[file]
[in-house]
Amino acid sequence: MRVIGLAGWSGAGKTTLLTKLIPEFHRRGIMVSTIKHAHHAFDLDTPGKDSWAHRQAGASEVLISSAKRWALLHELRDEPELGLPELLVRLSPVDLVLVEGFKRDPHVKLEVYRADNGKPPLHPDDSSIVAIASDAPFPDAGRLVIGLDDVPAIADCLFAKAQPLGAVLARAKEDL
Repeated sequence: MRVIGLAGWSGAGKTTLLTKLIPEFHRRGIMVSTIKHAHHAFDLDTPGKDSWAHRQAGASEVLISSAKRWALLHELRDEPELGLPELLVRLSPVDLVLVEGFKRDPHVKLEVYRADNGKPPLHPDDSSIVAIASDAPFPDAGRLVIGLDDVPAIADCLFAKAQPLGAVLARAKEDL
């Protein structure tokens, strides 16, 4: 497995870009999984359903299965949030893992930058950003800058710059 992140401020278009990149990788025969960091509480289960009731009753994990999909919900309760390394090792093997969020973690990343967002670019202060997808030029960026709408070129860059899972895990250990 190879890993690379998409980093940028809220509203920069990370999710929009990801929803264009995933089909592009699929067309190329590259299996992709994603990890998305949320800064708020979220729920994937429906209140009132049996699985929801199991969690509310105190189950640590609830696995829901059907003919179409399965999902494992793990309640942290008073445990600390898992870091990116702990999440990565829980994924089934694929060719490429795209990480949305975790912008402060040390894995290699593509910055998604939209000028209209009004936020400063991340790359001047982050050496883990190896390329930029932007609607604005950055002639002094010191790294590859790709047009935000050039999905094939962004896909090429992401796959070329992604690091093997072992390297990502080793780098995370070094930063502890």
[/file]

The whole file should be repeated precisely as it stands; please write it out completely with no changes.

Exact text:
[in-house]
Amino acid sequence: MRVIGLAGWSGAGKTTLLTKLIPEFHRRGIMVSTIKHAHHAFDLDTPGKDSWAHRQAGASEVLISSAKRWALLHELRDEPELGLPELLVRLSPVDLVLVEGFKRDPHVKLEVYRADNGKPPLHPDDSSIVAIASDAPFPDAGRLVIGLDDVPAIADCLFAKAQPLGAVLARAKEDL
Repeated sequence: MRVIGLAGWSGAGKTTLLTKLIPEFHRRGIMVSTIKHAHHAFDLDTPGKDSWAHRQAGASEVLISSAKRWALLHELRDEPELGLPELLVRLSPVDLVLVEGFKRDPHVKLEVYRADNGKPPLHPDDSSIVAIASDAPFPDAGRLVIGLDDVPAIADCLFAKAQPLGAVLARAKEDL
């Protein structure tokens, strides 16, 4: 497995870009999984359903299965949030893992930058950003800058710059 992140401020278009990149990788025969960091509480289960009731009753994990999909919900309760390394090792093997969020973690990343967002670019202060997808030029960026709408070129860059899972895990250990 190879890993690379998409980093940028809220509203920069990370999710929009990801929803264009995933089909592009699929067309190329590259299996992709994603990890998305949320800064708020979220729920994937429906209140009132049996699985929801199991969690509310105190189950640590609830696995829901059907003919179409399965999902494992793990309640942290008073445990600390898992870091990116702990999440990565829980994924089934694929060719490429795209990480949305975790912008402060040390894995290699593509910055998604939209000028209209009004936020400063991340790359001047982050050496883990190896390329930029932007609607604005950055002639002094010191790294590859790709047009935000050039999905094939962004896909090429992401796959070329992604690091093997072992390297990502080793780098995370070094930063502890």